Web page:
Additionally, the ISAB report deems the Public Health Cooperation, including affordable health care delivery, as one of the essential components for “Mutually Assured Stability” in the U.S.–Russia relationship. While cooperating on infectious disease prevention and other health-related issues is important, the focus seems misplaced in the context of the report. Strategic stability would be better served if the U.S. and Russia cooperated on countering terrorism—where the interests of the two countries actually coincide. Regrettably, the report does not mention “terrorism” once.
The ISAB also recommends changing “U.S. doctrine and posture away from defining our nuclear posture based on perception of Russia as the primary threat, toward a doctrine of general deterrence, a posture in which attacks from any direction are discouraged, without singling out a particular adversary or enemy (reciprocal action required).” The Obama Administration’s 2010 Nuclear Posture Review states that “Russia and the United States are no longer adversaries.”
Russia is far from reciprocating. According to Mark Schneider’s October 14, 2011, testimony before the Strategic Forces Subcommittee of the House Armed Services Committee, “[T]he Russians have engaged in numerous types of nuclear threats, including 15, approximately, high-level nuclear targeting threats.”
The ISAB fails to appreciate the stabilizing role the missile defense program has in an environment with new actors armed with ballistic missiles—including long-range missiles. The Heritage Foundation research notes the U.S. and its allies would be best served if they adopt a “protect and defend” strategy, which recognizes that military forces are designed to provide for the common defense while diplomacy and arms control are to prevent aggression. The resulting force posture would be defensive in nature and encompass offensive and defensive weapons—conventional and nuclear. The ISAB only mentions the need to “conduct a joint U.S.-Russia review of the requirements for national and multilateral missile defense … with the goal of achieving a shared understanding of each nation’s requirements for effective missile defense.”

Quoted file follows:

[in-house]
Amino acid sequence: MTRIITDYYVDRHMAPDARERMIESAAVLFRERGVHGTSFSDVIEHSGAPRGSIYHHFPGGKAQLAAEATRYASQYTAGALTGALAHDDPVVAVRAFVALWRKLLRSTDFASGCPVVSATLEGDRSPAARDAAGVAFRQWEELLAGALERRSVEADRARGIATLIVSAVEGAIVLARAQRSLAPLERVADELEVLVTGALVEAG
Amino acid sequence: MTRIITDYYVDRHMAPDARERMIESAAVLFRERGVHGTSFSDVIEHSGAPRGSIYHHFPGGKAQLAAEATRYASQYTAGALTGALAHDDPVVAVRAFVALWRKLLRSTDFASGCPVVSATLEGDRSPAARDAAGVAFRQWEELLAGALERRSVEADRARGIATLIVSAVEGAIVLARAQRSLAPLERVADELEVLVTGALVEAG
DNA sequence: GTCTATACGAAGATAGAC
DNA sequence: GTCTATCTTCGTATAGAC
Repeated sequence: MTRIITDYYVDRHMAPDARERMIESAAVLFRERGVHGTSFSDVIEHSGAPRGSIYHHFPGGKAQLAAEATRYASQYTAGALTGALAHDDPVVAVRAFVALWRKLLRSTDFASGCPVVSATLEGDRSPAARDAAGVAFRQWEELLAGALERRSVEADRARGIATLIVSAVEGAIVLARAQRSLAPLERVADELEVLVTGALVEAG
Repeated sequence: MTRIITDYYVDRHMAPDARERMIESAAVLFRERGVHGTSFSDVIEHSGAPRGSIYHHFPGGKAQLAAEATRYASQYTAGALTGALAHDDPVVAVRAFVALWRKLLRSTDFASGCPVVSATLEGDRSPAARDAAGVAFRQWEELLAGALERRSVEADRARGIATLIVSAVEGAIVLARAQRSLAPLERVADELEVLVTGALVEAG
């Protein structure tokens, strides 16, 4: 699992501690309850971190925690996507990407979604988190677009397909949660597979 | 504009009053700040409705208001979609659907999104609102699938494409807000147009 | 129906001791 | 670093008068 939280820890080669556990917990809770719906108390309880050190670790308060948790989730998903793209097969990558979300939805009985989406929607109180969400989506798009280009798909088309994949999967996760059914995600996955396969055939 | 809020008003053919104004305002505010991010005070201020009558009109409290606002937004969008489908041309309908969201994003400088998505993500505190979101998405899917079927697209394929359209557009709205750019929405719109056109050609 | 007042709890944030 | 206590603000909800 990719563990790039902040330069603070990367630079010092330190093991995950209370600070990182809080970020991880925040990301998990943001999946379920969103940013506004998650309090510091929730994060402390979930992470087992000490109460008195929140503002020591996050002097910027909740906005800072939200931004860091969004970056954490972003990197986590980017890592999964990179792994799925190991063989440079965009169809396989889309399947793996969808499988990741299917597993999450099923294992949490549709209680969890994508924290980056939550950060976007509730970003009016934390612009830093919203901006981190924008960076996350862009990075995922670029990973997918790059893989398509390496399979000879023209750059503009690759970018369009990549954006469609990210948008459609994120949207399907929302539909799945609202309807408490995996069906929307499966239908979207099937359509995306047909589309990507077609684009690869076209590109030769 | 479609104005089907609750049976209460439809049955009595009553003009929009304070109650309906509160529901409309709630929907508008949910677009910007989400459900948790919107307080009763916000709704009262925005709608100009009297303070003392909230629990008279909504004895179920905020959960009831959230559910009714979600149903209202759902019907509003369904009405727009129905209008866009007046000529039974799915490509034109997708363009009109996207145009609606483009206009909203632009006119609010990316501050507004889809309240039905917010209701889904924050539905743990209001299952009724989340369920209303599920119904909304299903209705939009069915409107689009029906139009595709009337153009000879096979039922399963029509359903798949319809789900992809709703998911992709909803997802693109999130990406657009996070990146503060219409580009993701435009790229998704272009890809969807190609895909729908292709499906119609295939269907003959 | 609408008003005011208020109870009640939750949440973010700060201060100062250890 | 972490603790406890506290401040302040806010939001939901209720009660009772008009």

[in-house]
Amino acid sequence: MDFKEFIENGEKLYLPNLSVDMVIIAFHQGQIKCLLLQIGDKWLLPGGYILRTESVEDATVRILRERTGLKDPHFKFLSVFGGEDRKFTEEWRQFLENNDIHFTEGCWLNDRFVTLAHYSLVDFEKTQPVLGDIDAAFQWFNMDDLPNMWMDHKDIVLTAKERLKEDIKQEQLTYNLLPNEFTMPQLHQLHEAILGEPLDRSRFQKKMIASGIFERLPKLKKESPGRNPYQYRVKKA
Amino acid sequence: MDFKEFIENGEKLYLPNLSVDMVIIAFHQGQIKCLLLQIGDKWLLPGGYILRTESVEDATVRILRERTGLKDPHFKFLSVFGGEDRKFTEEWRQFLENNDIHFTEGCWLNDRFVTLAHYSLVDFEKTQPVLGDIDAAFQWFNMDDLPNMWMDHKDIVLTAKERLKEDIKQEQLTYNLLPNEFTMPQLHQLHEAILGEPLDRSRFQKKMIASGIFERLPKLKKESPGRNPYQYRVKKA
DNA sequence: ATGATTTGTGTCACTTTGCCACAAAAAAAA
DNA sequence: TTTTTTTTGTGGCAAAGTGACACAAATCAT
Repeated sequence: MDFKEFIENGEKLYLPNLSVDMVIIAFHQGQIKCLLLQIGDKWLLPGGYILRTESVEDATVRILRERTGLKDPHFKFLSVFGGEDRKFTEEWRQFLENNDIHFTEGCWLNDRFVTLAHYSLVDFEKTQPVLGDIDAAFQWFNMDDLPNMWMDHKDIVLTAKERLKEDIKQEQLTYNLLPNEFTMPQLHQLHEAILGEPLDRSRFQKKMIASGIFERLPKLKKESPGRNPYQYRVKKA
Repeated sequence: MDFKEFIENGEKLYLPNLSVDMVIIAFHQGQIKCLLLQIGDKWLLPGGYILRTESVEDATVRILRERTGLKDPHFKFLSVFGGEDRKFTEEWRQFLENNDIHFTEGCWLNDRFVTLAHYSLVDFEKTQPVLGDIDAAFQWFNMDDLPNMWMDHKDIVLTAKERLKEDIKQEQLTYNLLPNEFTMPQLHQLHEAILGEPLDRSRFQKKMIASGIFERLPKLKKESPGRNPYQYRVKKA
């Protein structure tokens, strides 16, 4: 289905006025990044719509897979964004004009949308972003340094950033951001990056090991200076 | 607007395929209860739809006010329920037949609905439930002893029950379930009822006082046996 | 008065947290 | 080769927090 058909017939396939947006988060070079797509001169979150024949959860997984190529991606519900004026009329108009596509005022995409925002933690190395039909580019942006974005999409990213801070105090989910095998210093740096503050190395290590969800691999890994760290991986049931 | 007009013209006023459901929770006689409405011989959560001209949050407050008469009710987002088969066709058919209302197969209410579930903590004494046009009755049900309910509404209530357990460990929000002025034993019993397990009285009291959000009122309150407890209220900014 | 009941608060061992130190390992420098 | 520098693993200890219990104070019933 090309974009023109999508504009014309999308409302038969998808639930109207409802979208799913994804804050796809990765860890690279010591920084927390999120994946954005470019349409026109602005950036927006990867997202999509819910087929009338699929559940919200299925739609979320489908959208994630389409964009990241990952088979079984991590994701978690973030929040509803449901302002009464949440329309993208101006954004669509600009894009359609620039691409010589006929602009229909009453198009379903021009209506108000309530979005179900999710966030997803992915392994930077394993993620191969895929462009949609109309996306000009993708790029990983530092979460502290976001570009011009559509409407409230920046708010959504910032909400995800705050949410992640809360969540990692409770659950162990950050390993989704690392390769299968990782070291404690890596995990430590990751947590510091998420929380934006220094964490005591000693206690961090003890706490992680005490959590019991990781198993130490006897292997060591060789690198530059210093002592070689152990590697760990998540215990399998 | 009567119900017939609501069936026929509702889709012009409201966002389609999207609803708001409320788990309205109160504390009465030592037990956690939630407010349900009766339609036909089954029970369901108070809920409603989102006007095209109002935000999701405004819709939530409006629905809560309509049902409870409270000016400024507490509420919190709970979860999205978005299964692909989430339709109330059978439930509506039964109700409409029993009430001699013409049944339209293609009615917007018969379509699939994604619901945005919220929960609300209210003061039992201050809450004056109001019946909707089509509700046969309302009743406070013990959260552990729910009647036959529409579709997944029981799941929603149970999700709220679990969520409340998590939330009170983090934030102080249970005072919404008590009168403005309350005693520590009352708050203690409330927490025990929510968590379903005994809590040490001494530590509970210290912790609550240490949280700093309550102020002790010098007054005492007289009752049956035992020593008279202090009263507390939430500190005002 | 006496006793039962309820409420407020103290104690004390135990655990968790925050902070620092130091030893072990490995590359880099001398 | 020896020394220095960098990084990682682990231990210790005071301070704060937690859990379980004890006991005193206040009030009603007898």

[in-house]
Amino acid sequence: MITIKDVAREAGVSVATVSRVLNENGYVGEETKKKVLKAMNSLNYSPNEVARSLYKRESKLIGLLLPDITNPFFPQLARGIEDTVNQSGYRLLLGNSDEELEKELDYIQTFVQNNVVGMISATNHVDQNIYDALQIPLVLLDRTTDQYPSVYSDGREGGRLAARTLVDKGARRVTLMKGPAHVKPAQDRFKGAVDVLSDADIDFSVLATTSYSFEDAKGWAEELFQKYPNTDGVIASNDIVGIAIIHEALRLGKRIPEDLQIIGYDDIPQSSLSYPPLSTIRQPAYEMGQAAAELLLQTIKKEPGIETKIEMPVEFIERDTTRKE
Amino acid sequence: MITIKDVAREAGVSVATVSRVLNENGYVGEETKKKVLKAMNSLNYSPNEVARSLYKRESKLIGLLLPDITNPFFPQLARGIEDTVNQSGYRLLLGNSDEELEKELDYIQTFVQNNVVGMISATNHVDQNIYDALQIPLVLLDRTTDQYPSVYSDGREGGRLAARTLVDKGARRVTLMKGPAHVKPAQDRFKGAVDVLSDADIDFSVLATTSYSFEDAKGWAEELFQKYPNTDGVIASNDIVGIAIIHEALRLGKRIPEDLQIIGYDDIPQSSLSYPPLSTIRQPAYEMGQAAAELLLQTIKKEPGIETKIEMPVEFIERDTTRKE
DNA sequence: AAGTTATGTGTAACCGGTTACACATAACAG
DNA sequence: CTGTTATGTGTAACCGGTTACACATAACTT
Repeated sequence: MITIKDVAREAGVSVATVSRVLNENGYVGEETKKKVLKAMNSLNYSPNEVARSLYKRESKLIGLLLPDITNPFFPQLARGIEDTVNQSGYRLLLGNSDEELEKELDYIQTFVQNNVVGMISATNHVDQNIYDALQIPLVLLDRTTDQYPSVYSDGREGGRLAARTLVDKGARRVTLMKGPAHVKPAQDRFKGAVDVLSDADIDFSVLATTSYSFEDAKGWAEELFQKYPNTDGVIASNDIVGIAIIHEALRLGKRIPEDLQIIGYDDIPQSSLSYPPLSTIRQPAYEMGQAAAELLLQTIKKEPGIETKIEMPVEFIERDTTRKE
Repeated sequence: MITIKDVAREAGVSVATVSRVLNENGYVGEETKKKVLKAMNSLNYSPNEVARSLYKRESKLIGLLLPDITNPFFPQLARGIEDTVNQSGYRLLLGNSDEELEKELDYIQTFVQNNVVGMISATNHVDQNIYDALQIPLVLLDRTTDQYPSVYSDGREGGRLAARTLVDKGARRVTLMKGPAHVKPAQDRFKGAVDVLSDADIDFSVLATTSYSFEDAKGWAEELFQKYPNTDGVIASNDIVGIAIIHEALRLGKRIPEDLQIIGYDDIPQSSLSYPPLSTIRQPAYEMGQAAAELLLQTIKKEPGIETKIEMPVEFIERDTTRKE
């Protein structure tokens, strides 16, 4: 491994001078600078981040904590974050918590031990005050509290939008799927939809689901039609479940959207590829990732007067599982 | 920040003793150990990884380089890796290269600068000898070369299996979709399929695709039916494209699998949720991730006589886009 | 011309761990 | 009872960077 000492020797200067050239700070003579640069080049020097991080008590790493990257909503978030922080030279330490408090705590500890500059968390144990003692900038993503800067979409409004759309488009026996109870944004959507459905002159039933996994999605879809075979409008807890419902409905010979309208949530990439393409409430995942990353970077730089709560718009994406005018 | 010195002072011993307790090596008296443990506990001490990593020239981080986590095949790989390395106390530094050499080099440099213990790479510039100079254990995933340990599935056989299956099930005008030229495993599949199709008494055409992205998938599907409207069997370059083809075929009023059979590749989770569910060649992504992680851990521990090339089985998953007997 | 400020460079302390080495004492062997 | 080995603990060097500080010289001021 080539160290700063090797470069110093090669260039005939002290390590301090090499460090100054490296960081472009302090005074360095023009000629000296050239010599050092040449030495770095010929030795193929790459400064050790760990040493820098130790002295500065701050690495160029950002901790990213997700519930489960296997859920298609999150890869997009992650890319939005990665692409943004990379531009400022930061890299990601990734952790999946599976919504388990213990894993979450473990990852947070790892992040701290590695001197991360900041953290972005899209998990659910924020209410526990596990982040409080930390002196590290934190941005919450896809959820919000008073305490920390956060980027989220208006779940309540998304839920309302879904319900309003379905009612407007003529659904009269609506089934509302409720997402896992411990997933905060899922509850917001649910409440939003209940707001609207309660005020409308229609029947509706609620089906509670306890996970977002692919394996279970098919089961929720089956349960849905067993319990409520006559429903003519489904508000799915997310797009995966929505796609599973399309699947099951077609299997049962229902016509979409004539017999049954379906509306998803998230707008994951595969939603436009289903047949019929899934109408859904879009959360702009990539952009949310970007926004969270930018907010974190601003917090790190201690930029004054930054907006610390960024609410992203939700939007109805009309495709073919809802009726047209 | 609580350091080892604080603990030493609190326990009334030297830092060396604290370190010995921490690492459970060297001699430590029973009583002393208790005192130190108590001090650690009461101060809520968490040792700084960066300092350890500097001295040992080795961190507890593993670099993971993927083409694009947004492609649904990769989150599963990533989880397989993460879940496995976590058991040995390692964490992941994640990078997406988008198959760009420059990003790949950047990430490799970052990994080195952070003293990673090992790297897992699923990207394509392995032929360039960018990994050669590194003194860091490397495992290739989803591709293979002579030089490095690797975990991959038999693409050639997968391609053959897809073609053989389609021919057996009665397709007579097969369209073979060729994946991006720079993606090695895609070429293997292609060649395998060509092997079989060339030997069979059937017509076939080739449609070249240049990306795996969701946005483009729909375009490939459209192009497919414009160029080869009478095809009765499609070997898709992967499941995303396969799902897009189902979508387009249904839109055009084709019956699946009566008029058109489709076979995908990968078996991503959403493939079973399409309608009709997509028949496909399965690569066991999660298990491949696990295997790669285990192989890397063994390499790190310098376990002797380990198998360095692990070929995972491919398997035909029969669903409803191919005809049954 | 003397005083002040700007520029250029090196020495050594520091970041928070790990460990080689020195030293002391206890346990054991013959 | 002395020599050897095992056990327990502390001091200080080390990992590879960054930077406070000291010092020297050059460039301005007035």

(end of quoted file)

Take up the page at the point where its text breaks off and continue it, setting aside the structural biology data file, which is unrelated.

Yet, Moscow continually objects to the U.S. expanding its missile defense deployments. On May 3, 2012, Russian Chief of General Staff Nikolai Makarov threatened a preemptive strike on North Atlantic Treaty Organization (NATO) territory if the U.S. proceeds with the deployment of the Phased Adaptive Approach, the missile defense protection plan for Europe and the U.S. This clearly illustrates why the U.S. and its allies need missile defense. Any potential limitations of the system would leave the U.S. more vulnerable to North Korean or Iranian ballistic missile attacks.
In the end, the ISAB report seems more about offering a rubber stamp endorsement of the Administration’s failed Russia “reset” policy than seriously analyzing threats to peace and security in the world today. In particular, emphasizing cooperation with Russia while omitting other nuclear players such as North Korea, China, or Pakistan, is dangerous. Implications of an environment where states are armed with nuclear weapons and ballistic missiles go beyond Russia and impact U.S. alliance structure. This is too serious an issue to ignore. Congress should:
In today’s world, consequences of omitting new challenges and ignoring future uncertainties are significant. The U.S. must adopt a posture that will allow it to protect its populations and allies, as well as respond to unexpected geopolitical developments. Arbitrary and unrealistic assumptions are not a good starting point for planning a strategy.
Baker Spring is F. M. Kirby Research Fellow in National Security Policy and Michaela Bendikova is Research Assistant for Missile Defense and Foreign Policy in the Douglas and Sarah Allison Center for Foreign Policy Studies, a division of the Kathryn and Shelby Cullom Davis Institute for International Studies at The Heritage Foundation.